Jillian Harris' dance career has taken her across the country and to international events, but tonight it will bring her home to Columbia, where she first learned to love movement and music.
As a principal dancer with the Kun-Yang Lin/Dancers, Harris will perform contemporary dance pieces as part of a seven-member company at the Jim Rouse Theater.
The performance is part of the Columbia Festival of the Arts, which continues through June 24 with music, theater, comedy and dance performances at several Columbia venues.
Coming back for the festival is "a very special treat," said Harris, a 1993 graduate of Oakland Mills High School. "It's going to be a homecoming. I'm very excited to see everyone."
She also said she is excited to introduce a new audience to the Kun-Yang Lin company's unique approach to contemporary dance.
The company was formed in New York in 2002 and is now based in Philadelphia. Kun-Yang Lin is a Taiwan native who was a well-known choreographer who came to the United States in 1994 to study modern dance with several groups, including the Martha Graham Dance Company.
Lin now teaches dance at Temple University and choreographs works for his company that combine his contemporary training with his interest in Asian art forms such as tai chi, calligraphy, martial arts and traditional Chinese dance.
Watching the troupe, "You get a very strong sense of [Lin's] background and who he is," Harris said.
She explained the company's style is "very dynamic movement and very articulate. It is extremely precise with gestures and the use of feet and hands."
While the dances do not overtly tell stories, Lin says they are spiritual in nature, drawing inspiration from his life and his experiences.
One, called "Moon Dance," was inspired by a painting of a crane in the moonlight. "Dedication" was created in honor of Lin's father and others who have died.
In Columbia, Harris will be performing the premiere of Lin's solo work, "Moment," which examines the many stages of life.
Lin said one thing that makes his company different is that he employs dancers he has known for a long time instead of holding auditions.
"They have to have passion," he said. "They have to love what they do. ... We are a group of serious artists. It's art, it's also our life."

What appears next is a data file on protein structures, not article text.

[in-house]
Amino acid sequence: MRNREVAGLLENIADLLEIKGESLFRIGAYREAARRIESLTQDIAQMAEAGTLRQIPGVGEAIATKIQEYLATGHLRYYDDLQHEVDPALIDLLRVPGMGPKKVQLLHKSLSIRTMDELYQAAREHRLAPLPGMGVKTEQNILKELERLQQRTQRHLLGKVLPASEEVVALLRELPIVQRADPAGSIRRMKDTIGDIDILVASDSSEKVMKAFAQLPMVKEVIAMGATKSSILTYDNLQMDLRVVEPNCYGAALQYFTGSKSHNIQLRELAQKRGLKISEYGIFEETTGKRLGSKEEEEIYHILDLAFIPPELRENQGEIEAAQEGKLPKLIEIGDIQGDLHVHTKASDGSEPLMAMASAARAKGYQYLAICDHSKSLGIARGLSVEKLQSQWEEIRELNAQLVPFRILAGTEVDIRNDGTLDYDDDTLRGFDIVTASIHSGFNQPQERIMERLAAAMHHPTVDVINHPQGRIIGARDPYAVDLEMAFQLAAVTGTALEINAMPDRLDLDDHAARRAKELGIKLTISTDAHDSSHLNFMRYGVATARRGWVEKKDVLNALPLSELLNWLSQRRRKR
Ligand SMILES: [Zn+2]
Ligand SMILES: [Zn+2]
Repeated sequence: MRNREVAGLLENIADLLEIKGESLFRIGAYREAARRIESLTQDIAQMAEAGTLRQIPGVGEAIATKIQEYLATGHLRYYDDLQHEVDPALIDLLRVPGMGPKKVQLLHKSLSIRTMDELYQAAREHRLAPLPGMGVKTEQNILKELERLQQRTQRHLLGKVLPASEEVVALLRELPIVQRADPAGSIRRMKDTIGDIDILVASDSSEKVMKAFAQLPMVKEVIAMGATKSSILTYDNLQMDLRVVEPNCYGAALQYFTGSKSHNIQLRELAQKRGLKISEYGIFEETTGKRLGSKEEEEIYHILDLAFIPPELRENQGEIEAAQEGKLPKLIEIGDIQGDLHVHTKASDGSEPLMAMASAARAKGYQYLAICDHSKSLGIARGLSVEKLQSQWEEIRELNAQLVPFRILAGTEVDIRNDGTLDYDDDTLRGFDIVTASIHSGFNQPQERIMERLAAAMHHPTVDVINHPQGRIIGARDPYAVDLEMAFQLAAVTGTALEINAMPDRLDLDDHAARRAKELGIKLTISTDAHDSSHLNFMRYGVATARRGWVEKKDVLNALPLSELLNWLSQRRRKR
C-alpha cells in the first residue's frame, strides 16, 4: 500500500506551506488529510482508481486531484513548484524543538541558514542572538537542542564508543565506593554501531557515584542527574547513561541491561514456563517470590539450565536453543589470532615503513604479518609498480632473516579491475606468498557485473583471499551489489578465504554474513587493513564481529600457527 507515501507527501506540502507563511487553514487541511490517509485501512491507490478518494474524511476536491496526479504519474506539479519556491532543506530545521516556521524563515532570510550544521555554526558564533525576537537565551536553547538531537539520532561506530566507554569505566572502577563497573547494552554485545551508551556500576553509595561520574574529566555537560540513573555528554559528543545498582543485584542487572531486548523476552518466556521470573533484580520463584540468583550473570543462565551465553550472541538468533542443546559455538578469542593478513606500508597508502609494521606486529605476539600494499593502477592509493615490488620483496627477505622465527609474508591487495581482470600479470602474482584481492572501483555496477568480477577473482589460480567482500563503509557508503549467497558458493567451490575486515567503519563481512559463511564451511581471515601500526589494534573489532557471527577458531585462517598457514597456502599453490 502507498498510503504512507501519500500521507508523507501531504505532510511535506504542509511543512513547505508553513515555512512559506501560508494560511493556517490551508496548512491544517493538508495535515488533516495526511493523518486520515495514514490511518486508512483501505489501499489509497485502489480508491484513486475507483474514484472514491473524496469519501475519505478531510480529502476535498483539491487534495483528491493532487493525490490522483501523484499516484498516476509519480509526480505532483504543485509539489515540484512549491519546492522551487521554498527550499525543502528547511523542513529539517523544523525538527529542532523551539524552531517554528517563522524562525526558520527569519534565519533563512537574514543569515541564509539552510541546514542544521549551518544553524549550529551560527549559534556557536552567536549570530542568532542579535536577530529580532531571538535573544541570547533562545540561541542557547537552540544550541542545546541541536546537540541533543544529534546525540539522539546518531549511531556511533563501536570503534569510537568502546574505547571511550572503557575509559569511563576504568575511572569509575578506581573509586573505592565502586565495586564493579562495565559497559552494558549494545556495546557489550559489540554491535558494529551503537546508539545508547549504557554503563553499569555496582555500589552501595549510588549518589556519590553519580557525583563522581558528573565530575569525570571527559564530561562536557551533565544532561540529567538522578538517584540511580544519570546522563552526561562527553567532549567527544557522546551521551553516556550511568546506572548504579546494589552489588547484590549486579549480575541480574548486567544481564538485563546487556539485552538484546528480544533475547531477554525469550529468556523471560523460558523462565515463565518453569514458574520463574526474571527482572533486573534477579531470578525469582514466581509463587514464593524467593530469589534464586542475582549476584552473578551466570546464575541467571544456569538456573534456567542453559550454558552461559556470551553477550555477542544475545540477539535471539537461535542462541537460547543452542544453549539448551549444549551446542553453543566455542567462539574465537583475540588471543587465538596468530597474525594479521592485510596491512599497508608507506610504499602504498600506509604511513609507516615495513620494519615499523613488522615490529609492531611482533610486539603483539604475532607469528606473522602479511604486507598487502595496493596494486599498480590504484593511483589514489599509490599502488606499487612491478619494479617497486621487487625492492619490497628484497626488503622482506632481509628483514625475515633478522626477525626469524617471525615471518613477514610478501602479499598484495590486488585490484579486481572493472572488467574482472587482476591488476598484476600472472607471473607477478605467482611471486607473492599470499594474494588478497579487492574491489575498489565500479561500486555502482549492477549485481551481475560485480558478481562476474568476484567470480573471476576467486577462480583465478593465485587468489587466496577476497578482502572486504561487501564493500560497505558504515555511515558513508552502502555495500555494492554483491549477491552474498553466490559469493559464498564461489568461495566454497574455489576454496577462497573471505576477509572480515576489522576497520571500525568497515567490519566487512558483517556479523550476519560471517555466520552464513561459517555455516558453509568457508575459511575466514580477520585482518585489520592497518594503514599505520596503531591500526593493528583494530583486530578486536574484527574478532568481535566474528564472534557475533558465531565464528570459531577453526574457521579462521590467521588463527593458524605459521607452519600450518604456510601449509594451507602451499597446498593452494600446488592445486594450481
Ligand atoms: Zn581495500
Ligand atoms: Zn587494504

He added that, while his life is reflected through his role as the choreographer, the dancers "will bring their own life experience into what I see or what my experience [is]."
Harris, 30, said she met Lin when the two were graduate students at New York University in 2001.
Harris, whose grandparents lived in Clarksville, grew up in Oakland Mills and studied dance with Marilyn Byers at Dance Dimensions.
Harris said she was into athletics as a child but was also attracted to dance. She trained for several years to be an Olympic synchronized swimmer, but the team moved to a new training location when she was in middle school and Harris decided to focus on dance.
Earning an award at the National Foundation for Advancement in the Arts competition as a teenager "solidified my commitment to be a dancer," she said.
She earned her bachelor's degree at the University of Utah and then toured for a couple of years with a company based in Salt Lake City.
She returned to Columbia in 1999 and spent two seasons as assistant director of the Columbia Festival of the Arts before she started school in New York.
Harris currently teaches at Queens College, which is part of the City University of New York. She trains students in dance and teaches yoga.
To be a dancer, she said, "you have to be willing to do a lot of jobs. It's not a nine-to-five life. But it's much more exciting and a lot more variety if you can handle that."
Although Harris' mother gave the company's information to the festival, Executive Director Nichole Hickey said a video of a performance sealed the deal.
"We were taken, really taken, with the pieces that Kun-Yang Lin has choreographed, how uniquely he has married the two cultures, if you will, into something entirely new and fresh."
She added: "It's all so serendipitous to bring one of Columbia's own, the festival's own, back, but also to fulfill our mission by presenting up and coming emerging artists."
Harris said the work should appeal to all audiences.
"It opens up a whole other world view to you," she said.
The Kun-Yang Lin/Dancers perform at 8 p.m. tonight. Tickets and information for all festival events: 410-715-3089 orwww.columbiafestival.org.